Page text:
Workers at the Lenin Shipyard in Gdansk, cradle of the independent Solidarity union movement, went on strike for the second consecutive day to protest the banning of the union.
Independent sources in Gdansk say about 8,000 shipyard workers here and in nearby Gdynia vowed Tuesday to stay off their jobs until Gen. Wojciech Jaruzelski's military government reinstates their union and frees its leader, Lech Walesa. The Polish parliament decided Oct. 8 to outlaw the Eastern bloc's first independent trade union.
Telex and telephone lines to the city, briefly reopened Tuesday morning, were cut off again by noon. Government reports from Gdansk said between 10 and 13 percent of the workers were taking part in the strike.
Underground Solidarity leaders have asked workers throughout Poland to strike for four hours on Nov. 10, the second anniversary of Solidarity's legal registration.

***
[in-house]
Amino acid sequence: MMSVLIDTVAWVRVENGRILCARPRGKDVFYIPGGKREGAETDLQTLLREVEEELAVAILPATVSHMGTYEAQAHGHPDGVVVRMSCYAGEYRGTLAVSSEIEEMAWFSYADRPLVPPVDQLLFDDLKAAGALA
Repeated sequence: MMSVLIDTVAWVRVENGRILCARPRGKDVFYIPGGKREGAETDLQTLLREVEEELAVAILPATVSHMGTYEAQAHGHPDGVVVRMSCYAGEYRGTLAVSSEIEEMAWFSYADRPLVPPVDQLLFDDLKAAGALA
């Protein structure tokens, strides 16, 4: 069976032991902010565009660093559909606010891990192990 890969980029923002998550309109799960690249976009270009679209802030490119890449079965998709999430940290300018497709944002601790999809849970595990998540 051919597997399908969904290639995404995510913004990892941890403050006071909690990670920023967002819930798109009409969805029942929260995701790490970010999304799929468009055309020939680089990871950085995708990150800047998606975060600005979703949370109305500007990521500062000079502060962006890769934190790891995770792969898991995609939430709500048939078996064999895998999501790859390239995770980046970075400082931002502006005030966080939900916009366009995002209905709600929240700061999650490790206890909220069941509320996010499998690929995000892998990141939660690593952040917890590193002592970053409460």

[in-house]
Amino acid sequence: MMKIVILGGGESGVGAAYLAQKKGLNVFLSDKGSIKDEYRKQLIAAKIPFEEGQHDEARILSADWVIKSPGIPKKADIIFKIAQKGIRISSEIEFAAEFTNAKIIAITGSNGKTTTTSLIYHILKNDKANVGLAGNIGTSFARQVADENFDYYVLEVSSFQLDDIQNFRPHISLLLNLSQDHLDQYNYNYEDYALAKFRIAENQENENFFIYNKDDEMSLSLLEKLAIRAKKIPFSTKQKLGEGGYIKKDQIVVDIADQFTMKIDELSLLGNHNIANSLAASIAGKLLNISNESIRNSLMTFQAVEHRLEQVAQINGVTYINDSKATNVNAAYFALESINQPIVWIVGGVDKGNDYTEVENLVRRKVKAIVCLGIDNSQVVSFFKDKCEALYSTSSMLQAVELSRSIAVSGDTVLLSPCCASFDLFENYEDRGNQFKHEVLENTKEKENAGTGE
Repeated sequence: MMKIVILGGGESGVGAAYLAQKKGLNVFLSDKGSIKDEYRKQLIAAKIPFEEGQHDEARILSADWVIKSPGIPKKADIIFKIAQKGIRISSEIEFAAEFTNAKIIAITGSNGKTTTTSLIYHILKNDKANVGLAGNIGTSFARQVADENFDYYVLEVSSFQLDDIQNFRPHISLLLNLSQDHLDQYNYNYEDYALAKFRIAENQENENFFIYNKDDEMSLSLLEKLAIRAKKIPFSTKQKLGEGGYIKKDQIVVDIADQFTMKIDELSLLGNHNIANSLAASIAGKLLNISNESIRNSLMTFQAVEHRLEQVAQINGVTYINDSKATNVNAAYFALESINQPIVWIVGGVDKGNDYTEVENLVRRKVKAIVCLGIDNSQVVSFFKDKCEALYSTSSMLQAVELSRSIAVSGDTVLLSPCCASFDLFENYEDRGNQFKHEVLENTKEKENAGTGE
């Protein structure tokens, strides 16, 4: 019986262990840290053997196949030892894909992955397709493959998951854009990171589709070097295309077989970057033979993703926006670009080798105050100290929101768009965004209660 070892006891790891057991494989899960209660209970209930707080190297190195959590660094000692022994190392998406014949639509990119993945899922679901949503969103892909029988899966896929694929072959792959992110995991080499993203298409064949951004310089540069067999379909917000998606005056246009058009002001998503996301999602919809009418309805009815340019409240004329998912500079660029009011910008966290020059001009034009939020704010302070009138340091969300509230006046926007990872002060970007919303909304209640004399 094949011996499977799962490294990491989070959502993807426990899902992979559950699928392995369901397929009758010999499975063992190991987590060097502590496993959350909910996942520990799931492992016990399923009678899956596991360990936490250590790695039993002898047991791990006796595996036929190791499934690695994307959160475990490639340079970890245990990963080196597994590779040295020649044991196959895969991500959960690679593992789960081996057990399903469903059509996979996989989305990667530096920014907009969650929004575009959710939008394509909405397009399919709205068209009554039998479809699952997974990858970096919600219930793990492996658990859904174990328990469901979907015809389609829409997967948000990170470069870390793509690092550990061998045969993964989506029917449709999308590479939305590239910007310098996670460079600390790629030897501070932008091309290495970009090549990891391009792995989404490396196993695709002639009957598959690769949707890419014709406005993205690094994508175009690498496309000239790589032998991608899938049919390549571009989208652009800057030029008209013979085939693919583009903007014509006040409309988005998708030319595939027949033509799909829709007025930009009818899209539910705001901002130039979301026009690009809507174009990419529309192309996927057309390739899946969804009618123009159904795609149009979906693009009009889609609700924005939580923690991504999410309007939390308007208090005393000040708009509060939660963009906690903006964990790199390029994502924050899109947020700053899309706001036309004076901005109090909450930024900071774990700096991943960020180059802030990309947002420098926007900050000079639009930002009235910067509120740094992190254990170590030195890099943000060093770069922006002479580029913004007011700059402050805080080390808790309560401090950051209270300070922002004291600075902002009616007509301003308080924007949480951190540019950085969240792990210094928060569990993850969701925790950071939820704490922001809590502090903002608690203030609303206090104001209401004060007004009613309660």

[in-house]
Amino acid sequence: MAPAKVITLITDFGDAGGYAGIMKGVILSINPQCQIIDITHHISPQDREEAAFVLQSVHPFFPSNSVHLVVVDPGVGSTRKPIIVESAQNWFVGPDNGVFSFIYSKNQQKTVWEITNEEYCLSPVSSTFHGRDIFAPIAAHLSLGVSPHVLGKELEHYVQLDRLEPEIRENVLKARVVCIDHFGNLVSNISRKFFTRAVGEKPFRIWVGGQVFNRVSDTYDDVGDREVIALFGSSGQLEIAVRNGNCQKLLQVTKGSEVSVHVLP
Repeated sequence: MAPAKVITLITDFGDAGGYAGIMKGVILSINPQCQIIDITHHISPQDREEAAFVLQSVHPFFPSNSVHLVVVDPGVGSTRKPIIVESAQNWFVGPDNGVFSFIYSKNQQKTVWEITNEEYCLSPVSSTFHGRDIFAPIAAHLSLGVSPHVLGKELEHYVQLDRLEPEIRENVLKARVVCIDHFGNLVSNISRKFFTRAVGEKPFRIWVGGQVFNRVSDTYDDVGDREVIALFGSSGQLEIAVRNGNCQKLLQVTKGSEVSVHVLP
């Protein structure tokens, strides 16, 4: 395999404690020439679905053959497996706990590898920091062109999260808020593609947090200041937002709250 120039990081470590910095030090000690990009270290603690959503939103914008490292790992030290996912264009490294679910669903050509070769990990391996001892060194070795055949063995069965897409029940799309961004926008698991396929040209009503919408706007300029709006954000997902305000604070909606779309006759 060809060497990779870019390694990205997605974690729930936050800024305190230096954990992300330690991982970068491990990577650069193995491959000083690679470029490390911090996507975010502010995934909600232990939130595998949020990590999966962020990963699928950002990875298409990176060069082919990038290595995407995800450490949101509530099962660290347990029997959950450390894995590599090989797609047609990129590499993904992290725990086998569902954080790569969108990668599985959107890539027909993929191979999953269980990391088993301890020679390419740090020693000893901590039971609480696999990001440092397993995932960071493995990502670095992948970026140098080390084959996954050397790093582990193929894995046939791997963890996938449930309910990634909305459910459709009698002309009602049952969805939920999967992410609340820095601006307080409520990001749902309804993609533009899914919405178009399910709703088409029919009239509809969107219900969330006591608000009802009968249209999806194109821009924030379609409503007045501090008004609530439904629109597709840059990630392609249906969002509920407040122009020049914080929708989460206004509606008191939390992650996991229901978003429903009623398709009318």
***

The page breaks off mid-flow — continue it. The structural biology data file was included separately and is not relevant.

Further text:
Meanwhile, the Soviet Union assured General Jaruzelski's government of its support in efforts to control the unrest. Diplomats who studied the message from Soviet Defense Minister Dmitri F. Ustinov said the pledge appears to be a gesture of political and moral support rather than an offer of concrete aid.
In Brussels, members of NATO were noncommittal about a US proposition to take joint action against Poland. President Reagan announced his intention to suspend Poland's most-favored-nation trade status after the outlawing of Solidarity.